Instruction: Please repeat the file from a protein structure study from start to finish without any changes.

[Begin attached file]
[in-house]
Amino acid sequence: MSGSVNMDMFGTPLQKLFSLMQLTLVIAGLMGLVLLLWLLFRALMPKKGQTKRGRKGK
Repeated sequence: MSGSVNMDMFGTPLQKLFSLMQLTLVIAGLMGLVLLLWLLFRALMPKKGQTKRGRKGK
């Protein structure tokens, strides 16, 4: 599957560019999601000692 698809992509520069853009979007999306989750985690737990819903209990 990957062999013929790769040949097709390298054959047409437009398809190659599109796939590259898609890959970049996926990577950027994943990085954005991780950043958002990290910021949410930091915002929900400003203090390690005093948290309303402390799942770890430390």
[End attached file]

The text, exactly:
[in-house]
Amino acid sequence: MSGSVNMDMFGTPLQKLFSLMQLTLVIAGLMGLVLLLWLLFRALMPKKGQTKRGRKGK
Repeated sequence: MSGSVNMDMFGTPLQKLFSLMQLTLVIAGLMGLVLLLWLLFRALMPKKGQTKRGRKGK
């Protein structure tokens, strides 16, 4: 599957560019999601000692 698809992509520069853009979007999306989750985690737990819903209990 990957062999013929790769040949097709390298054959047409437009398809190659599109796939590259898609890959970049996926990577950027994943990085954005991780950043958002990290910021949410930091915002929900400003203090390690005093948290309303402390799942770890430390």